Since the fateful event of 9/11, the relationship between Pakistan and the US has been marred by insurmountable mistrust. The West in general and the United States in particular have been trying to portray Pakistan as a hypocrite state and has accused the country of double-dealing in the war against terror while the huge sacrifices and colossal losses Pakistan has borne in this US-led war are intentionally minimized. An impression is being created nowadays that Pakistan is not sincere in fighting the war against terror and that it helps the Afghan Taliban despite the fact that it has received billions of dollars of aid from the US.
Admittedly, Pakistan may have its own shortcomings and weaknesses, and errors of omission and commission by those at the helm have given birth to the unfounded perception that the failure of the war against terror is because of Pakistan; however, putting the whole blame of ISAF and Nato’s failure in Afghanistan on Pakistan and exonerating the US from all its blunders is not justified at all. In the following paragraphs, an attempt has been made to highlight the blunders made by the US in this nearly war as well as its perfidious attitude toward Pakistan that created an environment of mistrust between the two states.
After 9/11, Pakistan’s decision to abandon the Taliban and support US efforts to topple their regime was a great strategic reversal in Pakistan’s Afghan policy; and it should have been fully appreciated by the US as well as international community. Instead, the US ‘honoured’ this big step by only disregarding it. By withdrawing its support for the Taliban and aligning with the US, Pakistan put all its Afghanistan-related strategic interests at stake. The US should have done all it could to protect Pakistan’s legitimate interests in Afghanistan. But, unfortunately, the Americans didn’t do anything to assuage Pakistan’s apprehensions with regard to protection of its interests in the post-Taliban Afghanistan.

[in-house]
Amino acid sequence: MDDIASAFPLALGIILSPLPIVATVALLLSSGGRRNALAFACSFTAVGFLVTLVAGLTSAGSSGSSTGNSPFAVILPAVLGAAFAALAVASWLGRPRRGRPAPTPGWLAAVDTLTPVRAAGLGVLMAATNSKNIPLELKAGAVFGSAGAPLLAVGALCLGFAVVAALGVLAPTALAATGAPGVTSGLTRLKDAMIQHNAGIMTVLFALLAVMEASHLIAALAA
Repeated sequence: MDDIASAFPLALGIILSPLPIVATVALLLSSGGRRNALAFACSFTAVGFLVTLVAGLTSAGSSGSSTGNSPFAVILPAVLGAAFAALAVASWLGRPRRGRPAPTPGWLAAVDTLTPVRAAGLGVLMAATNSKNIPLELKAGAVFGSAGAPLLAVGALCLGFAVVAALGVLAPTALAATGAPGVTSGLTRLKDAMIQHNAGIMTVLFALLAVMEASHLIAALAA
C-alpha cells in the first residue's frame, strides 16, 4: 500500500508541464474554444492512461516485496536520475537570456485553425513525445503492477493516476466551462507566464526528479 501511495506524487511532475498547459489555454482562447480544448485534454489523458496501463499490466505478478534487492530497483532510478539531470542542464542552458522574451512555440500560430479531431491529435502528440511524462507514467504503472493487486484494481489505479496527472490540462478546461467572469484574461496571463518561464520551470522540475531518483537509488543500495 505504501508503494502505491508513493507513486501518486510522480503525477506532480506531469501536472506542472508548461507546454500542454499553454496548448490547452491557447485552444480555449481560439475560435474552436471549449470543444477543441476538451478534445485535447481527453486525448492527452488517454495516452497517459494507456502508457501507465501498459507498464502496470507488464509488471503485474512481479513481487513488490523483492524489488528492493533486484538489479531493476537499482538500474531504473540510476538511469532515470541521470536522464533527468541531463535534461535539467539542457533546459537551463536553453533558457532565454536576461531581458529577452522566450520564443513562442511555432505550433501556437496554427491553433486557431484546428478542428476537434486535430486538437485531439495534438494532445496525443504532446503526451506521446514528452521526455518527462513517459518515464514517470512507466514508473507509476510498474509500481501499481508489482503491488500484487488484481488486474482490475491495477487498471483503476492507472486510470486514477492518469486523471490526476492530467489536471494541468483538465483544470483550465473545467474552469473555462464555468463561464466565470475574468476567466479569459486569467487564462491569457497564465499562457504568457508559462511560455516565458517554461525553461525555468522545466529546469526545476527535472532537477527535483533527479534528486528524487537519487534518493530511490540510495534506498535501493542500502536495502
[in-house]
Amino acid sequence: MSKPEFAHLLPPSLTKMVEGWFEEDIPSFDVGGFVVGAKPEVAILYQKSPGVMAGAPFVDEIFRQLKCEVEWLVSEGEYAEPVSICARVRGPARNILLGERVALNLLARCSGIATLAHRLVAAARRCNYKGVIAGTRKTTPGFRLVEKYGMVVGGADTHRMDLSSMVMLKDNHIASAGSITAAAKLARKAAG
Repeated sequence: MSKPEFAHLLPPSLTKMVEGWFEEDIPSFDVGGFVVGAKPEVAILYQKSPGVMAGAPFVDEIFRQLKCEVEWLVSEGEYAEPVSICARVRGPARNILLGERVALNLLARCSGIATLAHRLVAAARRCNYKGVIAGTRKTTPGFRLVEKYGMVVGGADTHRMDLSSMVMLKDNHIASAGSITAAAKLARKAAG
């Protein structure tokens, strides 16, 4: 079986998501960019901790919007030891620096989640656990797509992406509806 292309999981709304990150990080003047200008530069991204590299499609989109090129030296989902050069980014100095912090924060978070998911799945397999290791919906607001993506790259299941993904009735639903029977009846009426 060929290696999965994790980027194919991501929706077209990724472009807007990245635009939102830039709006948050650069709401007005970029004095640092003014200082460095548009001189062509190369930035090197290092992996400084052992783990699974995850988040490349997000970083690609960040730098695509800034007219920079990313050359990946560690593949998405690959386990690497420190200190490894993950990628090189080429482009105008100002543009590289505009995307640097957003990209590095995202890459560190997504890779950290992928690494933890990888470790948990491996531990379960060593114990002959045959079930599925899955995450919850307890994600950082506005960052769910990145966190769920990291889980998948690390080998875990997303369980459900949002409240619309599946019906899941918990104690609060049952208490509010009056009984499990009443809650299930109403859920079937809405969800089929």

Pakistan was concerned about the occupation of Kabul by the Northern Alliance (NA) — the group that vociferously opposed Pakistan with the backing of India, Iran and Russia. Giving any undue preponderance to the NA was against the demographic realities of the Pukhtun-majority Afghanistan. The NA was inimical to Pakistan whereas the Pukhtuns didn’t have any such hostility. So, it was inevitable for Pakistan to ensure that the NA did not get dominance. Although President Bush had assured President Musharraf for the same three days before the NA overtook Kabul in October 2001, yet no practical step toward materializing that assurance was taken. The Kabul occupation by the NA came as bad news for Pakistan as it ensued in many bad consequences in the shape of rising anti-Pakistan sentiment and policies by the post-Taliban Afghan government. The way Pakistanis present in Afghanistan were savagely treated by the new regime and Hamid Karzai’s rejection of Musharraf’s invitation to visit Islamabad harbingered the nature of their bilateral relations in future. The US never persuaded Karzai and the NA to change their attitude toward Pakistan in the light of the new strategic environment in the region. Pakistan had taken a full U-turn by withdrawing its support for the Taliban and backing the US and the new Afghan government in the war against terror. With change in Pakistan’s Taliban policy, the Afghan government and the NA should also have reciprocated this gesture of goodwill.
India’s influence in Afghanistan has always been a matter of great concern for Pakistan. Pakistan had a bitter experience of this during the Zahir-Daud era when Afghanistan was the centre of all types of conspiracies against Pakistan and the propaganda of the Pukhtunistan issue was on its peak. That is why Pakistan always tried to limit Indian sway in Afghanistan to the least possible extent in order to avert security threats from that side. It was with this end in view that Pakistan had agreed to its full cooperation with the US in the war against terror on an oral understanding that India would not have any role in the future of Afghanistan either in the war efforts or in the making of the future setup. But after the fall of the Taliban, India wielded considerable clout in the new Afghan setup to the detriment of Pakistan’s security and strategic interests. Afghanistan’s new Karzai-led and NA-dominated government went all out to ingratiate India, in total disregard of Pakistan. Indian consulates in Jalalabad and Kandahar became training centres for Baloch separatists and Pukhtun militants. The US too did not press India for limiting its role, especially anti-Pakistan activities, in Afghanistan. On the contrary, the US took its relationship with India to new heights.